11. epatsellis

    epatsellis Member

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    Pvia,
    At one time Don Bryant assembled all the pertinent C41 documents into one, I have a mirror of it at http://www.eriepatsellis.com/z131.pdf , hope that helps make thing clearer.
     
  12. CorreCaminos

    CorreCaminos Member

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    Thanks for all the replies, which made the process a lot more understandable for me. I'll be ordering the chemicals shortly and giving it a go.
     
  13. Tim Gray

    Tim Gray Member

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    Are you ordering from Adorama?
     
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  15. CorreCaminos

    CorreCaminos Member

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    Yes, I was planning on getting the C-41 chemicals from Adorama. I usually get my supplies from B&H but they won't ship some of the chemicals. Anything I should know about Adorama?
     
  16. Tim Gray

    Tim Gray Member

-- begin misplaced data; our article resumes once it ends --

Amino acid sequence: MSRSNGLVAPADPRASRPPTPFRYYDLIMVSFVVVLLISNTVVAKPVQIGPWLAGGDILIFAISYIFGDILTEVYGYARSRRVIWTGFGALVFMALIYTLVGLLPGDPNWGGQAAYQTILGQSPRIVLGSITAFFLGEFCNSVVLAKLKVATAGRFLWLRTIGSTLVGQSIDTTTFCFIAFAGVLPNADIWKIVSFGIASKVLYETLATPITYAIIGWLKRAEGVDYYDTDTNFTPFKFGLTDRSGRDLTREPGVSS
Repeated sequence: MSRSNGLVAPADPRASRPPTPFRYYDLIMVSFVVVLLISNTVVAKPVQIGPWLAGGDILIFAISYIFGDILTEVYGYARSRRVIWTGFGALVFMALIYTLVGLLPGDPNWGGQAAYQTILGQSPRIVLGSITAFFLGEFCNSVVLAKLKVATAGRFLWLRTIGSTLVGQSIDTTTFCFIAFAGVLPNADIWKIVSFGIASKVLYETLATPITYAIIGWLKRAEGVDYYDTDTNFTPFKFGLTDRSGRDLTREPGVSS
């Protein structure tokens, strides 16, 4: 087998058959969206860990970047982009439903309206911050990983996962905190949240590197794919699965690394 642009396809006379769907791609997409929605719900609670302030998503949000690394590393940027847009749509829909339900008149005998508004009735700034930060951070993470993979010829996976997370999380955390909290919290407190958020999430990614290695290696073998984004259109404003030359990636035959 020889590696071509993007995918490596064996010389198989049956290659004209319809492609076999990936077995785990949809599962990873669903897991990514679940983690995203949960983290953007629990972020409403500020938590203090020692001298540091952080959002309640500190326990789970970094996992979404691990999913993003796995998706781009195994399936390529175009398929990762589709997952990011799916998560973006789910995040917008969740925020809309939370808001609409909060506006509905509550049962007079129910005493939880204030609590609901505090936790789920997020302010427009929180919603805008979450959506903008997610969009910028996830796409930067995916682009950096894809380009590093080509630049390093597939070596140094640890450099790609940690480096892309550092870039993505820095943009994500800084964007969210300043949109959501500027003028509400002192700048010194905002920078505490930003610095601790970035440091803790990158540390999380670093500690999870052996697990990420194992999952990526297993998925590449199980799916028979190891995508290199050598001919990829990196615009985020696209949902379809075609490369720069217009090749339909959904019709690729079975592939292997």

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    No, just curious. I've been wanted to try my hand at C41 at home (in small tanks) but always run into the same thing you are. What chemicals to order. When I think I've finally figured it out, I can't ever seem to find a place to order them from that stocks it all. I know Adorama ships, but for some reason I thought they didn't stock all of what I needed...
     
  17. mtjade2007

    mtjade2007 Member

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    It's good to hear you guys are going to take the plunge into C-41 home processing. It is really easier than most people thought. Just a reminder here that only the very first step, the color development step, is critical. You will want to time as close to 3 minutes and 15 seconds as possible. But if it turns out to be 5 seconds longer your negative will come out as good as you can expect. You will want to temper the developer at 100 degree F and keep it at the same throughout that 3 minutes and 15 seconds. However, I always temper the developer at 103 - 105 degrees to begin with. My bathroom sink is filled with water at about 102 degrees. My film tank remains in the sink during the development step. At the end of the development step the water temperature usually is a few degrees lower. So my film is practically processed in a temperature starting from about 102 degrees then ends at about 98 degrees. It has never hurt my negatives.